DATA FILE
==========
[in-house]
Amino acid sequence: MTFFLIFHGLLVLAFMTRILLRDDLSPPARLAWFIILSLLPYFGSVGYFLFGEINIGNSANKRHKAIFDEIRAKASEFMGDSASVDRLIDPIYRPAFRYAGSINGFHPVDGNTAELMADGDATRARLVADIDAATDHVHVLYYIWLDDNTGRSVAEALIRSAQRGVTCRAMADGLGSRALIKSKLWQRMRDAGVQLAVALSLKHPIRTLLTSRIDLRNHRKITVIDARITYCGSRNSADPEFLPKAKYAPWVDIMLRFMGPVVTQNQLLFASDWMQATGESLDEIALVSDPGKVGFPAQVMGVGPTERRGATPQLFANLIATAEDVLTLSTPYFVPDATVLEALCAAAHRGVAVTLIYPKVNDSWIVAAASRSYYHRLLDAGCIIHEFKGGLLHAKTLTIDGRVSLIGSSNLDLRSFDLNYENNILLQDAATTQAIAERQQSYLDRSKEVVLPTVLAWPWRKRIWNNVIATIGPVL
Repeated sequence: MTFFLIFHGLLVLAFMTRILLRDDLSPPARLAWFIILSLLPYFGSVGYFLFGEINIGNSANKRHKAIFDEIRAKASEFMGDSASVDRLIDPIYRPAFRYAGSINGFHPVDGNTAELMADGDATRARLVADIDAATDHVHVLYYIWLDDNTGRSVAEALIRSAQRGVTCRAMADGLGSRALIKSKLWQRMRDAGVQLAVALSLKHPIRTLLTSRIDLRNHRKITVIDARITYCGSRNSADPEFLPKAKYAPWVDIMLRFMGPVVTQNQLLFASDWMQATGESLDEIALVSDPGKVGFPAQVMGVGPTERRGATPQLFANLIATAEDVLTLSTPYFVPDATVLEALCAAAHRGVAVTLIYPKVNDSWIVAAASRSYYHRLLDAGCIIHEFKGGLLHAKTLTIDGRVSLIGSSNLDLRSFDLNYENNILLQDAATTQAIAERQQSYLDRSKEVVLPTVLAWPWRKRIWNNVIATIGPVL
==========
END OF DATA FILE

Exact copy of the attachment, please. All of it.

[in-house]
Amino acid sequence: MTFFLIFHGLLVLAFMTRILLRDDLSPPARLAWFIILSLLPYFGSVGYFLFGEINIGNSANKRHKAIFDEIRAKASEFMGDSASVDRLIDPIYRPAFRYAGSINGFHPVDGNTAELMADGDATRARLVADIDAATDHVHVLYYIWLDDNTGRSVAEALIRSAQRGVTCRAMADGLGSRALIKSKLWQRMRDAGVQLAVALSLKHPIRTLLTSRIDLRNHRKITVIDARITYCGSRNSADPEFLPKAKYAPWVDIMLRFMGPVVTQNQLLFASDWMQATGESLDEIALVSDPGKVGFPAQVMGVGPTERRGATPQLFANLIATAEDVLTLSTPYFVPDATVLEALCAAAHRGVAVTLIYPKVNDSWIVAAASRSYYHRLLDAGCIIHEFKGGLLHAKTLTIDGRVSLIGSSNLDLRSFDLNYENNILLQDAATTQAIAERQQSYLDRSKEVVLPTVLAWPWRKRIWNNVIATIGPVL
Repeated sequence: MTFFLIFHGLLVLAFMTRILLRDDLSPPARLAWFIILSLLPYFGSVGYFLFGEINIGNSANKRHKAIFDEIRAKASEFMGDSASVDRLIDPIYRPAFRYAGSINGFHPVDGNTAELMADGDATRARLVADIDAATDHVHVLYYIWLDDNTGRSVAEALIRSAQRGVTCRAMADGLGSRALIKSKLWQRMRDAGVQLAVALSLKHPIRTLLTSRIDLRNHRKITVIDARITYCGSRNSADPEFLPKAKYAPWVDIMLRFMGPVVTQNQLLFASDWMQATGESLDEIALVSDPGKVGFPAQVMGVGPTERRGATPQLFANLIATAEDVLTLSTPYFVPDATVLEALCAAAHRGVAVTLIYPKVNDSWIVAAASRSYYHRLLDAGCIIHEFKGGLLHAKTLTIDGRVSLIGSSNLDLRSFDLNYENNILLQDAATTQAIAERQQSYLDRSKEVVLPTVLAWPWRKRIWNNVIATIGPVL